GEICO, Liberty Mutual, Farmers Insurance layoffs – what are companies thinking?

Restructuring expert sheds light on insurance industry's 'period of correction'

GEICO, Liberty Mutual, Farmers Insurance layoffs – what are companies thinking?

Insurance News

By Gia Snape

The wave of layoffs and restructuring among large insurers such as GEICO, Liberty Mutual, and Farmers Insurance has driven concern about the state of the industry.

At least one corporate restructuring expert sees this trend continuing for several years as carriers undergo “a period of correction.”

“We’re in a very transitionary period, both in our economy and in the risk factors that have been playing out for a long time,” said Scott Stuart (pictured below), CEO of the Turnaround Management Association (TMA), a global organization dedicated to corporate renewal and turnaround management.

Insurance layoffs make headlines – GEICO, Liberty Mutual, Farmers take action

Several insurance giants have announced significant job cuts as part of cost-cutting measures. Prudential Financial trimmed 243 executive roles earlier this month, while insurtech Hippo laid off 20% of its workforce in a bid to “drive efficiency.”

In October, Liberty Mutual announced it was slashing 850 jobs as part of a “transformation” initiative, while rival GEICO cut 2,000 staff and issued a return to office mandate. In August, Farmers Insurance confirmed it was slashing 2,400 jobs.

“There’s a period of adjustment that needs to happen because there was a very elongated and unnatural time when the economy was lifted for many artificial reasons, and we never had a correction,” said Stuart.

“There’s going to be a period where it’s unsettling before we understand how business models must change, which is why you’re seeing restructuring and layoffs in insurance and other sectors.”

Traditional models for insurance are changing

Stuart explained that many industries, including insurance, are “in the crosshairs” of radical changes and are still learning to respond to the factors they hadn’t accounted for in their business models.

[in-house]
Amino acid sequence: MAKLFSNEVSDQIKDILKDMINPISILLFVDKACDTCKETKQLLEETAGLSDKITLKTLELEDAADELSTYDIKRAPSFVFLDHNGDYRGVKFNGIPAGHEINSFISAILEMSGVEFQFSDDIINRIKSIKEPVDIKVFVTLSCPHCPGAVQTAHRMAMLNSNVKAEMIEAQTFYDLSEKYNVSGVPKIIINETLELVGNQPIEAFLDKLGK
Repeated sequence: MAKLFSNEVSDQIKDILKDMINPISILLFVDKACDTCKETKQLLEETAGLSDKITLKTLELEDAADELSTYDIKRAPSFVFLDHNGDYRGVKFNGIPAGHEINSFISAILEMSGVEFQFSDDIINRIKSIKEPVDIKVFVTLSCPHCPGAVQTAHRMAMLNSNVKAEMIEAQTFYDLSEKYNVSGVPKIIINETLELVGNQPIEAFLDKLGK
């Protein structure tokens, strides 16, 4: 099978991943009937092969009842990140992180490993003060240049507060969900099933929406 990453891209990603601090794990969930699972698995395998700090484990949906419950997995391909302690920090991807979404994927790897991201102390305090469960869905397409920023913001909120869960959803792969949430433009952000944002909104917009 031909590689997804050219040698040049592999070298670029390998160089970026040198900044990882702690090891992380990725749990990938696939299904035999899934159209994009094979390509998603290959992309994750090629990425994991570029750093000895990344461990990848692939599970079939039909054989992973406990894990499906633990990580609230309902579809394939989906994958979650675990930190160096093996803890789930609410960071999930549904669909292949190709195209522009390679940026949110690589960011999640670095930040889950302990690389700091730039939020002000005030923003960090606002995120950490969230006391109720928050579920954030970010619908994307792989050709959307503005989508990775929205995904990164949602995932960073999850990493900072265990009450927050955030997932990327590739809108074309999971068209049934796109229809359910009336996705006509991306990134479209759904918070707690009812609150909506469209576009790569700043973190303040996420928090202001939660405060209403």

In the past decade, there hadn’t been enough pressure for insurers to change their business models because the economy had been cruising on “an artificial high” and they could manage traditional areas of risk, he added.

“The traditional metrics that insurance companies relied on are changing, coming out of a very long period of low inflation and low interest rates, plus different risk factors are weighing on the economy and the world in general, such as climate change, shifts in technology, and the failure of commercial real estate,” Stuart said.

“Like other industries, insurance is not impervious to these things. I think [insurance companies] also did not see that they would have to change their models, and they're responding by trying to be reactive in a smart way to the saving factors, and that's why you're seeing it across the insurance space.”

What are insurance companies thinking about amid restructuring efforts and layoffs?

Stuart, who has over 30 years of experience in restructuring, litigation, and distressed investment, said insurance companies undergoing restructuring and layoffs this year are rethinking their traditional revenue streams and sources of risk.

For example, climate change and the carbon transition will tremendously influence how insurers do business moving forward. But at the same time, these factors will also intersect with other risks, such as cybersecurity and inflation, creating a tricky balancing act for organizations.

“There are different risk factors in the economy now than there ever were, and they all happen to be convalescing simultaneously and rapidly,” he said. “What will happen in a world moving away from fossil fuels to zero carbon emissions?

“These are happening all in the exact moment, and while insurance companies made it seem that they were going to have to change their model, at the same time, I don't think anybody saw how rapidly things were going to change course coming out of the pandemic, with higher inflation and higher interest rates.

“Then there are other factors that affect risk assessment. Cybersecurity has quickly become very high-risk, and [insurance companies] are playing catch-up. I think that a lot of what's driving the restructuring across the industry.”

To adapt to the dynamic environment, insurers must “look at where their pressure points are and understand what risks mean in a changing world,” he added.

‘Necessary, critical’ restructuring needed in the insurance industry

However, Stuart doesn’t necessarily believe that insurance has been slow to adapt to changes compared to other financial service industries.

“I think right now, changes are so extreme that the phase ‘slow to change’ is relative,’” he told Insurance Business.

“I don’t think that [insurance companies] are necessarily worse than other sectors. There wasn’t much expectation that so much would happen so fast and all at the same time.”

Stuart pointed to the pharmaceutical industry as one that has been long overdue for restructuring and change, and that’s also “suffering greatly.”

The CEO said he believes there is a silver lining for the insurance industry during this time of upheaval.

“The wonderful thing about human ingenuity is that we are often resilient in the long term to the hard aspects of change,” he said. “Seeing these necessary and critical changes will lead to a new and renewed environment of profitability.”

Do you have any thoughts about recent insurance layoffs and restructuring at big name carriers including GEICO, Liberty Mutual, and Farmers Insurance? Share your comments below.

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